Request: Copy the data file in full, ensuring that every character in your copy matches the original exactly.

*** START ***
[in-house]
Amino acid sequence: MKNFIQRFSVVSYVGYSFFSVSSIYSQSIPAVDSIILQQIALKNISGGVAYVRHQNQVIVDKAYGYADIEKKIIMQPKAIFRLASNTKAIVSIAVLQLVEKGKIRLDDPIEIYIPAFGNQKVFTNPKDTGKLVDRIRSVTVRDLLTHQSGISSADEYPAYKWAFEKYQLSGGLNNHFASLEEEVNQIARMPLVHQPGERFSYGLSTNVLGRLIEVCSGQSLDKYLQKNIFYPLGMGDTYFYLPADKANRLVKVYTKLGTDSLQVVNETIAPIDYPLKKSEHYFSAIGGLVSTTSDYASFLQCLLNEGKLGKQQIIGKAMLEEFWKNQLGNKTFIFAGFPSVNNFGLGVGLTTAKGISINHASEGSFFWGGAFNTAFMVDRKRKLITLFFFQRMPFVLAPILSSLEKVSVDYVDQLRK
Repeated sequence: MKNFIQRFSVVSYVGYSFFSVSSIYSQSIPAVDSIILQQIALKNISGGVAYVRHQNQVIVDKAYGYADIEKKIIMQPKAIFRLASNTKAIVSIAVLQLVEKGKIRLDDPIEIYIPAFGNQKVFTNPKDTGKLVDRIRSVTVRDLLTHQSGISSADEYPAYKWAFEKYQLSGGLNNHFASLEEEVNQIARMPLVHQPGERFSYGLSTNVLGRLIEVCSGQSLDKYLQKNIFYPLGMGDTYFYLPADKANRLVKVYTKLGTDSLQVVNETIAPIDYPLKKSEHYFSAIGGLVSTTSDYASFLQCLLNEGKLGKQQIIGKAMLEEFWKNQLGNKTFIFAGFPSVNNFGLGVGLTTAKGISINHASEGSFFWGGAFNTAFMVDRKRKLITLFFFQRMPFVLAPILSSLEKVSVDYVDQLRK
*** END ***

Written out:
[in-house]
Amino acid sequence: MKNFIQRFSVVSYVGYSFFSVSSIYSQSIPAVDSIILQQIALKNISGGVAYVRHQNQVIVDKAYGYADIEKKIIMQPKAIFRLASNTKAIVSIAVLQLVEKGKIRLDDPIEIYIPAFGNQKVFTNPKDTGKLVDRIRSVTVRDLLTHQSGISSADEYPAYKWAFEKYQLSGGLNNHFASLEEEVNQIARMPLVHQPGERFSYGLSTNVLGRLIEVCSGQSLDKYLQKNIFYPLGMGDTYFYLPADKANRLVKVYTKLGTDSLQVVNETIAPIDYPLKKSEHYFSAIGGLVSTTSDYASFLQCLLNEGKLGKQQIIGKAMLEEFWKNQLGNKTFIFAGFPSVNNFGLGVGLTTAKGISINHASEGSFFWGGAFNTAFMVDRKRKLITLFFFQRMPFVLAPILSSLEKVSVDYVDQLRK
Repeated sequence: MKNFIQRFSVVSYVGYSFFSVSSIYSQSIPAVDSIILQQIALKNISGGVAYVRHQNQVIVDKAYGYADIEKKIIMQPKAIFRLASNTKAIVSIAVLQLVEKGKIRLDDPIEIYIPAFGNQKVFTNPKDTGKLVDRIRSVTVRDLLTHQSGISSADEYPAYKWAFEKYQLSGGLNNHFASLEEEVNQIARMPLVHQPGERFSYGLSTNVLGRLIEVCSGQSLDKYLQKNIFYPLGMGDTYFYLPADKANRLVKVYTKLGTDSLQVVNETIAPIDYPLKKSEHYFSAIGGLVSTTSDYASFLQCLLNEGKLGKQQIIGKAMLEEFWKNQLGNKTFIFAGFPSVNNFGLGVGLTTAKGISINHASEGSFFWGGAFNTAFMVDRKRKLITLFFFQRMPFVLAPILSSLEKVSVDYVDQLRK